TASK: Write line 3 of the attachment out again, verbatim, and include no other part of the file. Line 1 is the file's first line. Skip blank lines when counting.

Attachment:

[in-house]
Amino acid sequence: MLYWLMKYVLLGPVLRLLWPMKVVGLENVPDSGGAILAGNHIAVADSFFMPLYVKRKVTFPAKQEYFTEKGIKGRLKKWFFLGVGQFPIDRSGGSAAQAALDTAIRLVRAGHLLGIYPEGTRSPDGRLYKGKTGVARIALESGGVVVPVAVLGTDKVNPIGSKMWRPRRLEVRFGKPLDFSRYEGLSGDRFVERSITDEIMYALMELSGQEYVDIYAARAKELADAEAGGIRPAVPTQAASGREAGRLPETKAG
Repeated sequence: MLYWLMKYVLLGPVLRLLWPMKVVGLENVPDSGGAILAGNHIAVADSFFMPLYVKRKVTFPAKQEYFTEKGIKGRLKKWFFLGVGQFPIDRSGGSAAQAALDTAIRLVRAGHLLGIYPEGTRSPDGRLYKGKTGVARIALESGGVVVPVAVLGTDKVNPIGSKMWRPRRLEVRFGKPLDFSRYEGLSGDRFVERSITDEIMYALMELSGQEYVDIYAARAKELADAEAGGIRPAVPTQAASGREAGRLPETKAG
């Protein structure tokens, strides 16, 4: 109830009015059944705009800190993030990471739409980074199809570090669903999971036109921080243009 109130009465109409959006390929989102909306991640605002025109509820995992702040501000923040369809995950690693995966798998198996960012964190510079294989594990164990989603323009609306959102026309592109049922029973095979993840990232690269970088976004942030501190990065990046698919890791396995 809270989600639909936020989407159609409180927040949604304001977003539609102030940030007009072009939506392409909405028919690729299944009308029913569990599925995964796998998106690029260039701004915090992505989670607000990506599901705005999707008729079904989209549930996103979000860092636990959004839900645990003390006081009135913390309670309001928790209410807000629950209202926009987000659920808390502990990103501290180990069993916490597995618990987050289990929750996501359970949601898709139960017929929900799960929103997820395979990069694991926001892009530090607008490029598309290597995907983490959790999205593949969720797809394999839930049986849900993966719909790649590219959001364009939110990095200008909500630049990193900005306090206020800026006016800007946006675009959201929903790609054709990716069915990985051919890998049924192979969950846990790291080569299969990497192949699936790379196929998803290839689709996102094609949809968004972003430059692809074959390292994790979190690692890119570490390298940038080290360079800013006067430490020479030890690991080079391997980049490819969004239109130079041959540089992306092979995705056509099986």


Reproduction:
Repeated sequence: MLYWLMKYVLLGPVLRLLWPMKVVGLENVPDSGGAILAGNHIAVADSFFMPLYVKRKVTFPAKQEYFTEKGIKGRLKKWFFLGVGQFPIDRSGGSAAQAALDTAIRLVRAGHLLGIYPEGTRSPDGRLYKGKTGVARIALESGGVVVPVAVLGTDKVNPIGSKMWRPRRLEVRFGKPLDFSRYEGLSGDRFVERSITDEIMYALMELSGQEYVDIYAARAKELADAEAGGIRPAVPTQAASGREAGRLPETKAG